foreach (System.ComponentModel.CancelEventHandler handler in this.AbortLaunch.GetInvocationList())

                {

                    if (args.Cancel)

                    {

                        break;

                    }

 

                    handler(this, args);

                }

 

                return args.Cancel;

            }

 

            return false;

        }

 

        //Launch Methods...

        public void Launch()

        {

            if (!this.OnAbortLaunch())

            {

                //3..2..1..ignition!

 

                if (this.Launched != null)

                {

                    this.Launched(this, EventArgs.Empty);

                }

            }

        }

    }

The user will notice how this Rocket class raises the AbortLaunch event differently in its implementation of the OnAbortLaunch method. By iterating over each handler from the invocation list, the user can inspect the result of the previous handler and determine if the next handler should even be called.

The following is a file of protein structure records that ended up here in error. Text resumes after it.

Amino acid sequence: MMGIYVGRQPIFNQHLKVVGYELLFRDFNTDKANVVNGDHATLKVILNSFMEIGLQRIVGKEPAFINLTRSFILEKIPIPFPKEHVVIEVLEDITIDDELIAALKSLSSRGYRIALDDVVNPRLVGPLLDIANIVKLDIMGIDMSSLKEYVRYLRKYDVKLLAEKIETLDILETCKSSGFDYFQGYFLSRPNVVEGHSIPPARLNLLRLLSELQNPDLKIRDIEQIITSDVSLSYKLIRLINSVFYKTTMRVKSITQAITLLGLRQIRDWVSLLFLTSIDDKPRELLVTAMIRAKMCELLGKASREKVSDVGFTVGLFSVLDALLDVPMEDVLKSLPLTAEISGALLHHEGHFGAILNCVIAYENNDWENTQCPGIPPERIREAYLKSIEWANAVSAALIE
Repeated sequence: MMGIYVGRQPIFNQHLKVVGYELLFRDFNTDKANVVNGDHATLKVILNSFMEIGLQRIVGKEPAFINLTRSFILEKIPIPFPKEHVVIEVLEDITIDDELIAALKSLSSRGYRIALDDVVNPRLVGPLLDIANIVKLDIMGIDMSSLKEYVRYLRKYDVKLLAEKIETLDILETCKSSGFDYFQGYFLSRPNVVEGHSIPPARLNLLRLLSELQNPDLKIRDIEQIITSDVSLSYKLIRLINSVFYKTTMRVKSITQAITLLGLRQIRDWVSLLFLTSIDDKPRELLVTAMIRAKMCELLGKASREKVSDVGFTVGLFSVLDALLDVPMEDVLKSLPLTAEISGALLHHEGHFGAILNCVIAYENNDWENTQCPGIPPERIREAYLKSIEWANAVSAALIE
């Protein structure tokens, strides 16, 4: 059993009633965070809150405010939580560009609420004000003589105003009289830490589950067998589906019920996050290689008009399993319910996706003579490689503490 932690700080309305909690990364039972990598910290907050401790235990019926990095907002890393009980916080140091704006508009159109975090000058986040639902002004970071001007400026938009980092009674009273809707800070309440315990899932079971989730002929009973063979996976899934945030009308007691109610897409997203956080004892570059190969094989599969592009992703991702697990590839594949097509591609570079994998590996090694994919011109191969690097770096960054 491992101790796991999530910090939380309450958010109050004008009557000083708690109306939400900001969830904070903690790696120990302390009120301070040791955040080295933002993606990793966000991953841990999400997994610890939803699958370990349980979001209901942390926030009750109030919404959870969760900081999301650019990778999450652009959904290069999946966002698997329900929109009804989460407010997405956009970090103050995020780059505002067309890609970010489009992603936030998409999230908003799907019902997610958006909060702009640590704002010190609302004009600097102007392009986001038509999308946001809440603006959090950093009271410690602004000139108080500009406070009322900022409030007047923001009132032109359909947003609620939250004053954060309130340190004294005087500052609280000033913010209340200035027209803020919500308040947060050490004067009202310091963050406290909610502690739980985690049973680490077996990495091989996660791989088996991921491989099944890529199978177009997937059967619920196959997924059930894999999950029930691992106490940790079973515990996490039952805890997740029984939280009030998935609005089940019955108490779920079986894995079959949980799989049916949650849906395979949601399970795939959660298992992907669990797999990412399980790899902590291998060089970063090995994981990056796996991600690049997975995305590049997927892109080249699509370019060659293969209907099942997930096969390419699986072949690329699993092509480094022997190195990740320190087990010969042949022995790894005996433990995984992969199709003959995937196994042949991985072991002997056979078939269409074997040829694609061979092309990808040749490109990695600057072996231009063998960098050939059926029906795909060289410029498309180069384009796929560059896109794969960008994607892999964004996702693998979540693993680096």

The result of this subtle change is a more natural behavior from the Rocket class that most users would expect.  After making these changes to the Rocket class, call the ComplexRocketLaunch method again and notice how the rocket is not launched!

Summary

This post introduced the user to the CancelEventHandler by presenting a rocket class capable of aborting a launch based on a registered event handler. The user was shown the problem with the default behavior of raising the CancelEventHandler event, and then shown how to fix the problem by explicitly invoking the registered event handlers by calling the GetInvocationList method.

For More Information

·         CancelEventHandler Delegate

·         MulticastDelegate

·         MulticastDelegate.GetInvocationList Method

Tags:

IT | Programming